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Chipageddon – the global computer chip shortage

Image Source: Photo by Niek Doup on Unsplash

Australians are facing longer wait times for consumer electronics & new cars due to a global shortage of computer chips or microprocessors that function like the brain of every electronic device. Modern cars for example contain about 10 microprocessors and control everything from fuel intake to windscreen wipers. The shortage has been caused by disruptions to microchip manufacturers around the globe who have fallen victim to COVID related disruptions as well as a combination of natural disasters like drought, fires and snowstorms:

  • Samsung’s Austin Texas [USA] chip factory was hit by a snowstorm that caused massive electricity shortages and halted production.

  • Taiwan Semiconductor Manufacturing Company [TSMC] is one of the largest chip producers in the world, servicing the auto and electronic consumer goods industries. In 2020 their factory reservoirs dried up after prolonged drought in Taiwan. With a single computer chip using up to 8,000 litres of water to produce, the factory needs thousands of tonnes of water a day & are struggling to keep up with demand.

  • The Renesas factory in Japan which produces a third of all chips used in cars worldwide experienced a fire that destroyed precious equipment and delayed production for a month.

  • A couple of the main industries that are being affected are auto manufacturers & electronic consumer goods and both categories are being affected differently:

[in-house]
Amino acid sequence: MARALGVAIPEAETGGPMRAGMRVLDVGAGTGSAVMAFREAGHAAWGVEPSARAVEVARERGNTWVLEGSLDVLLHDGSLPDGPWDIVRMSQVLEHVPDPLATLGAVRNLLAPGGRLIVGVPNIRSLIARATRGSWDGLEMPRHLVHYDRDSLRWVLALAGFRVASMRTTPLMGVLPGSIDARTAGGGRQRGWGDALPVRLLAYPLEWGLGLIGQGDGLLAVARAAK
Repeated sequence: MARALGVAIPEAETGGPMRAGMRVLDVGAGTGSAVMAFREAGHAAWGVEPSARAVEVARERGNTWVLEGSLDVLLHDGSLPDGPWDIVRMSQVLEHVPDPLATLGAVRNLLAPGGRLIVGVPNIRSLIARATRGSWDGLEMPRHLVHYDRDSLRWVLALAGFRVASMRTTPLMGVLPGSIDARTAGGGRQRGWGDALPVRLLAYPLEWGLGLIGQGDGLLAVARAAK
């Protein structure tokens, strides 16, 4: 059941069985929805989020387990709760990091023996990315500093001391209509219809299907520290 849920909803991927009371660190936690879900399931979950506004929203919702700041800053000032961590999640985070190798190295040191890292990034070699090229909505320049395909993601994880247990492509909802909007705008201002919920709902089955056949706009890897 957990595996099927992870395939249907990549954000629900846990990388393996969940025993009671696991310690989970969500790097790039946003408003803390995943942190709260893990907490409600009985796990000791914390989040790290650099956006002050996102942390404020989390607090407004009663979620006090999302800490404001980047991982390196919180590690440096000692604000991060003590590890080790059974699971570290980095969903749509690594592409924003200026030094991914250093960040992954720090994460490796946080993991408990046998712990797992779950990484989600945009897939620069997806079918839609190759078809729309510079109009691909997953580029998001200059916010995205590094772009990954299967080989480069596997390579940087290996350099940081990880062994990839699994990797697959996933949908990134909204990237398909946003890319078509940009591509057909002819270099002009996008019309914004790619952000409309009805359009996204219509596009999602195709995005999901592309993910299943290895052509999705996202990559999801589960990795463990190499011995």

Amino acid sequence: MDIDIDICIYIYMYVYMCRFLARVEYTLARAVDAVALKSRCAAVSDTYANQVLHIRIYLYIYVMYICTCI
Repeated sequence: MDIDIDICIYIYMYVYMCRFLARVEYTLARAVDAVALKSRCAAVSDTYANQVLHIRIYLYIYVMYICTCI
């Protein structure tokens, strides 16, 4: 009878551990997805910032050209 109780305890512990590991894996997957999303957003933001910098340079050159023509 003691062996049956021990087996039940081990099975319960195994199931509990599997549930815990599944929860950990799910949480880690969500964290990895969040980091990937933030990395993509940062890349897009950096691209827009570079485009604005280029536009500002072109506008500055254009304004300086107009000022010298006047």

Auto Industry:

Auto manufactures who cut microprocessor orders last year after a short dip in sales found themselves at the back of the queue when they tried to reorder as the market rebounded. The auto industry then had limited ability to negotiate faster turnaround because they make up only a small fraction of the total market [autos buy about $37bn worth of chips per year whereas Apple spends +$56bn on their own].

The wait time for purchasing a new car in Australia is over six months & some used cars models are now selling for more than new ones with consumers willing to pay a premium for what is available for purchase & drive now.

Consumer Electronics:

There are reports of shortages across of a range of electronics including TV’s, mobile phones and gaming consoles in Australia for the foreseeable future due to high demand and limited supply. Retailers including JB Hifi and The Good Guys have seen profits and share prices soar on the back of a spending spree as consumers increased their at-home entertainment during COVID. Some specific products and companies that have been affected are:

  • Gaming consoles: Sony and Microsoft have had to cut back production of their PlayStation 5 and Xbox Series X gaming consoles effecting their ability to hit sales targets.

  • Apple was forced to delay the launch of the much-hyped iPhone 12 by two months last year due to the shortage.

  • Samsung may have to postpone the launch of its high-end smartphone due to the shortage. This is an interesting situation because Samsung is also the world’s second-largest producer of chips but is still heavily reliant on outsourcing less advanced chips to other factories in manufacture of its mobile phones.

What can Australian consumers expect for the future?

  • Auto industry experts believe the situation will normalise in 2021 as new auto buyers are historically quite patient, but we can expect to see auto makers using their limited supply of computer chips in the production of the most profitable models like SUVs and trucks. From a price perspective it’s unlikely that consumers will see an increase due to competition in the category but there will probably be fewer discounts being offered.

  • Electronics manufacturers are less optimistic believing the chip shortage will continue for some time yet. Both supplier prices for the chips and demand is increasing & It takes significant time to set up new production factories to level out demand. Industry experts forecast these costs to be passed on to the consumer with phones and other electronic devise costing more and launches of new products being delayed.


Will Giles

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